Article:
Fortunately, “the Other” has other benefits, such as companionship. Today’s second productive effort will be going on an outing with him. I adapt.


Sunday, July 7, 2019

Hair Today, Gone Tomorrow?

My hair is in its Third Third. Not just the color, and not just the texture.

It started with sparse bangs on the right side of my head. At first, I thought it was just unruliness, another hair rebellion. My hairdresser thought it was because I slept on my right side, but now it’s yet another sign of Third Third-itis: my head is downsizing my hair.

After my daughter was born, I had little baby hairs sprouting all over my head. They were the signs of recovery from pregnancy hair loss, and I was like a little, furry tennis ball of new hair. Yeah, well, that’s not happening now.

My bangs are getting wispier. (Why mostly on the right side??) I have no idea what’s happening in the back or top of my head. My doctor says it’s only visible to people taller than I. Which I guess is a growing number as I shrink, too.

So first I noticed the bangs problem – which could have been debatable –  but the hair in the shower drain catcher is unequivocal. Instead of cleaning it up with a tissue, I have to use a paper towel. It’s a wad of red.
And then there’s the hairbrush.

My hairdresser suggested Costco’s 5 Percent Extra Strength Hair Regrowth for Men. For men! So I had to think about this: how far was I willing to go to defy age and Nature?

Yes, I dye my hair. But that didn’t begin as a means to cover gray or age; it began as a theatrical requirement for a particular role. It morphed into an identity signature long before age had anything to do with it. So I’ll keep the color. In fact, I’ve noticed that white roots make hair loss appear worse, so now I have to be even more prompt about coloring my hair. [And if anyone is going to Costa Rica, please let me know and I’ll place an order for my hair dye with you.]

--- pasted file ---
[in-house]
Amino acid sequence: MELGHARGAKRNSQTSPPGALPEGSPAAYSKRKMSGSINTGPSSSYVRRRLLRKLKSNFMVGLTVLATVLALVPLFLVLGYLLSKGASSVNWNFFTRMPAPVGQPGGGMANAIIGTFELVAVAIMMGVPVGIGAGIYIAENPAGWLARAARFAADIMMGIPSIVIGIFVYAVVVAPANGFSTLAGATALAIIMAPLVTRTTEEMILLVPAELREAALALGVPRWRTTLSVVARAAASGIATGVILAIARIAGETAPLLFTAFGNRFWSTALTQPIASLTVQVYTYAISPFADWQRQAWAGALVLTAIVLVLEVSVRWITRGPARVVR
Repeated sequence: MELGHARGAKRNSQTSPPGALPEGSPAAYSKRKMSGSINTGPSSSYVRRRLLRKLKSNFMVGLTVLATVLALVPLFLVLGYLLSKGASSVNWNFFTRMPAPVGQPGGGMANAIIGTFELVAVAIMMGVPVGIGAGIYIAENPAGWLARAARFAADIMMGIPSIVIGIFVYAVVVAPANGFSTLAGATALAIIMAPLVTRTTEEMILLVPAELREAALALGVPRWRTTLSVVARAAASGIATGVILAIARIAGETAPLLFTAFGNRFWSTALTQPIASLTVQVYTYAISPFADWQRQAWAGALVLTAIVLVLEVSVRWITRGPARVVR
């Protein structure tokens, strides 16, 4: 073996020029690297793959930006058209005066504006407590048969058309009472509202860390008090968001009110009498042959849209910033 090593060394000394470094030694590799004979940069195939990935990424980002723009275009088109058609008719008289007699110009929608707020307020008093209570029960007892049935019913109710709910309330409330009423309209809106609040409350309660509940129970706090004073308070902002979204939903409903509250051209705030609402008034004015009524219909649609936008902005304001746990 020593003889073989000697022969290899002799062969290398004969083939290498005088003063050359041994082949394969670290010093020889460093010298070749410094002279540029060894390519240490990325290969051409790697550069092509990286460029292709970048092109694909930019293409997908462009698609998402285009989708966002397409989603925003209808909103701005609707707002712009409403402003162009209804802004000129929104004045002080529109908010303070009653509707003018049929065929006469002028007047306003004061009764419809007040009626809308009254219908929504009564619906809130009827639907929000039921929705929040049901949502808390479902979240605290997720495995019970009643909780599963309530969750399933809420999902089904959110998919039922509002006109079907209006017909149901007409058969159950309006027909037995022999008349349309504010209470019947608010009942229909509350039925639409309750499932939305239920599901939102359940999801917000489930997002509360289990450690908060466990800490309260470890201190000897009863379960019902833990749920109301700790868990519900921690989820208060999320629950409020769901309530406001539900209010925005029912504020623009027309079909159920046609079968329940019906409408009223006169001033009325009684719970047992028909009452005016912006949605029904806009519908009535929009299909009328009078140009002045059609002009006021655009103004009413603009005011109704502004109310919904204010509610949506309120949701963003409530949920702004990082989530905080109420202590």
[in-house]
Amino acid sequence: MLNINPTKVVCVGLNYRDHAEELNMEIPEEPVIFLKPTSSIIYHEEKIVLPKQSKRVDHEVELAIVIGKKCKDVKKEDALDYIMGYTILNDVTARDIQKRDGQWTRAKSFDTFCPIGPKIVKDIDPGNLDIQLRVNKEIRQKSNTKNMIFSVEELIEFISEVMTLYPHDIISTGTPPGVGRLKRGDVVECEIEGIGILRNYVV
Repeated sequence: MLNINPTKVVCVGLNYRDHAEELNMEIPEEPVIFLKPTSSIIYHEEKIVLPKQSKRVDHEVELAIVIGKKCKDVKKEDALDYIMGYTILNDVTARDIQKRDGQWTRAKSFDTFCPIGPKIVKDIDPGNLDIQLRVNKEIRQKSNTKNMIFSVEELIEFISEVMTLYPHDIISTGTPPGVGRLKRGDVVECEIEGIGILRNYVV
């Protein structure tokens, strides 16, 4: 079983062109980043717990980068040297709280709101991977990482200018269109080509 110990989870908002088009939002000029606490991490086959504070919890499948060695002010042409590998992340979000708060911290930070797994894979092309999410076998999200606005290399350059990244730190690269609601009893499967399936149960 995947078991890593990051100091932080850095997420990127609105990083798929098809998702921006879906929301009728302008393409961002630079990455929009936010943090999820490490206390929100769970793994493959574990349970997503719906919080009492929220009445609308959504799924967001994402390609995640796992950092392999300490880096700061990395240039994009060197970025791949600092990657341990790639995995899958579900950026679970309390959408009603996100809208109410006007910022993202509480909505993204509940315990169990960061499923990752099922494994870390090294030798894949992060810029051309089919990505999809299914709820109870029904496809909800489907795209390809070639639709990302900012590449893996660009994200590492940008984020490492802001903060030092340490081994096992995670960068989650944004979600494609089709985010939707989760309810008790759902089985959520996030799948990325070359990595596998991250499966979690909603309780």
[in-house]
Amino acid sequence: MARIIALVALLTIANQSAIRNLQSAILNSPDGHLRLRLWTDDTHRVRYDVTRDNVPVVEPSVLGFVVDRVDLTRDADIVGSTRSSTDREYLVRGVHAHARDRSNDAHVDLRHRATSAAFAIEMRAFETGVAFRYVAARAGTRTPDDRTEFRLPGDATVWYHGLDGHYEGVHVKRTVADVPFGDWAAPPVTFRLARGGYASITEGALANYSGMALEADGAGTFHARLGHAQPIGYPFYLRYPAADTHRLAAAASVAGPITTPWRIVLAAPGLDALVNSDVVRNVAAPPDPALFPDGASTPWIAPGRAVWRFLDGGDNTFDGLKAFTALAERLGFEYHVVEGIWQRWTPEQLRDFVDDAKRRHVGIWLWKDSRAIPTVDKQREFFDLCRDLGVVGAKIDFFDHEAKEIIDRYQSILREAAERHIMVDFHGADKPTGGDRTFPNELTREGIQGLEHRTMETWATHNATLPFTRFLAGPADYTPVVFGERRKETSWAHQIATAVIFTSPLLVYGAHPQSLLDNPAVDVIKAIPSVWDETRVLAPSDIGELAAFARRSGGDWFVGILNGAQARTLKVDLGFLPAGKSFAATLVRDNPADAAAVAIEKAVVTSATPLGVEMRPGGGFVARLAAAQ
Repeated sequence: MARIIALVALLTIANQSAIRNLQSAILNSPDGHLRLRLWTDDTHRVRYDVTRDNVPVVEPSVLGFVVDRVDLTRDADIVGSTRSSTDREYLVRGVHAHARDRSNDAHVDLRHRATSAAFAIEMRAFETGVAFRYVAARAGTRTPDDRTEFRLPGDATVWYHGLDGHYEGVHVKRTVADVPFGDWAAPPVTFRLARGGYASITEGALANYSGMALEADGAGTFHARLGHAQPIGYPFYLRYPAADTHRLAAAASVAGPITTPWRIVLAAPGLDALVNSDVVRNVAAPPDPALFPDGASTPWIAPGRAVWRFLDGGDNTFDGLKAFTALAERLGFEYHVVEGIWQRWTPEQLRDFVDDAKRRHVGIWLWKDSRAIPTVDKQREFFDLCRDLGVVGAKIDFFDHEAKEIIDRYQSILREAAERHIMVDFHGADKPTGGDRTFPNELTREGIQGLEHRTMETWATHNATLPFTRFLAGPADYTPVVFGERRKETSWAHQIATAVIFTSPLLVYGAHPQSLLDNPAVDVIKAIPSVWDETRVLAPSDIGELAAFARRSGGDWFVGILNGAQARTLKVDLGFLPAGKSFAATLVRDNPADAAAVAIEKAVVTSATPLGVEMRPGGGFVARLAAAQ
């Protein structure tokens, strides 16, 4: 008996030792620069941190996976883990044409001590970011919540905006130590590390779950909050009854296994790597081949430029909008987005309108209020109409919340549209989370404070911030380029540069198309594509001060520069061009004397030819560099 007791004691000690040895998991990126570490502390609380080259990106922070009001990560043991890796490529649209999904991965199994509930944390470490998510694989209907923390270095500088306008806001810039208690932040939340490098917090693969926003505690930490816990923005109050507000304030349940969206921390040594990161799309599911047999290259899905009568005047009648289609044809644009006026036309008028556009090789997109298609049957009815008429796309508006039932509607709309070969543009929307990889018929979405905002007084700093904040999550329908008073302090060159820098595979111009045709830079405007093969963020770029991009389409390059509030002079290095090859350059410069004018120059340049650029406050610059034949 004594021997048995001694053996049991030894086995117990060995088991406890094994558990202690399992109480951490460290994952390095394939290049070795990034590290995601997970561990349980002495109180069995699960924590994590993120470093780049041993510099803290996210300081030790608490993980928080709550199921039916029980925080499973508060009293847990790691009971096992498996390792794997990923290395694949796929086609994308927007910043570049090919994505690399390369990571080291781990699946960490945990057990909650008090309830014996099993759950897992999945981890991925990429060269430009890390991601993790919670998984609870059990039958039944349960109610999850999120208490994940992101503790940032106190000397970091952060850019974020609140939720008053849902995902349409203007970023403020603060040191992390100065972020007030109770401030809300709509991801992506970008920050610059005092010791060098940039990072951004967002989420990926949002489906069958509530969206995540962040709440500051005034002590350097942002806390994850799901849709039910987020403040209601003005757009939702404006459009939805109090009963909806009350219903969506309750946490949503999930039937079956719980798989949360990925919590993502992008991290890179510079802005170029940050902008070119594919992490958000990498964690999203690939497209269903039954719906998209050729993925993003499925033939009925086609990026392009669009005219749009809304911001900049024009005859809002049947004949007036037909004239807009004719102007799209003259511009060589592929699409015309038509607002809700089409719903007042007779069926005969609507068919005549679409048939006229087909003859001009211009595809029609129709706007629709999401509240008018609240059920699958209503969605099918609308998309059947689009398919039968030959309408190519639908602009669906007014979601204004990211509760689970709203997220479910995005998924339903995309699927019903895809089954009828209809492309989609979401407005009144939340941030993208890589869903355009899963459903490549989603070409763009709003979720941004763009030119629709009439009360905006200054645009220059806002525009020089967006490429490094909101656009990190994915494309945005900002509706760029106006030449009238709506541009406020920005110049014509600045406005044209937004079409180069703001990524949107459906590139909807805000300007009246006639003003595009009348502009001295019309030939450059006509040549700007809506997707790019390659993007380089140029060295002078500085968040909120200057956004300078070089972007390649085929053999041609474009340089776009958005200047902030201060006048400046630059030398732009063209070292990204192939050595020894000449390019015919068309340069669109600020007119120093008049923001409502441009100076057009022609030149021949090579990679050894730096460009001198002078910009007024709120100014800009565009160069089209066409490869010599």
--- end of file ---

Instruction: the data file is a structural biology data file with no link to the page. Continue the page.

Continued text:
But I’m stopping short of putting Extra Strength chemicals on my head. I’ve decided: I’m prepared to lose my hair. I wonder what I’ll end up looking like?

Sometimes, when my hair is looking particularly bizarre, I’ve said I look like Bozo the Clown. But I just checked images of Bozo, and he was bald on top! He had no bangs! And he was actually pretty scary looking.

On the good and very lucky side, I am not losing my hair because I’m undergoing cancer treatments. I am truly grateful.

And then I remembered the Velveteen Rabbit:
By the time you are Real, most of your hair has been loved off, and your eyes drop out and you get loose in the joints and very shabby. But these things don’t matter at all, because once you are Real you can’t be ugly, except to people who don’t understand.
My hair has been loved off! I’m becoming Real!

Monday, July 1, 2019

Crazy is scary

This is not a funny blog post. There are no pictures. It’s about mental illness. Most of the time, I’m only 40% mentally ill.

That’s not right; it’s not illness when it’s only 40%. At 40%, it might be called creative or unorthodox or imaginative or intuitive. Or fun or uninhibited or outspoken. Maybe even probing and problem-solving.

But even that 40% comes with a struggle to maintain. I have to watch that I don’t tip over. I don’t touch, taste, or take anything that would mess my mind. I stopped reading Hermann Hesse novels in college. I exercise, I try to straighten out messed-up sleep patterns, I try to expend creative energy. I am a high-functioning crazy person.

But every now and then – rarely – I become 85% of whatever it is. And then, it’s just crazy.

Crazy is scary.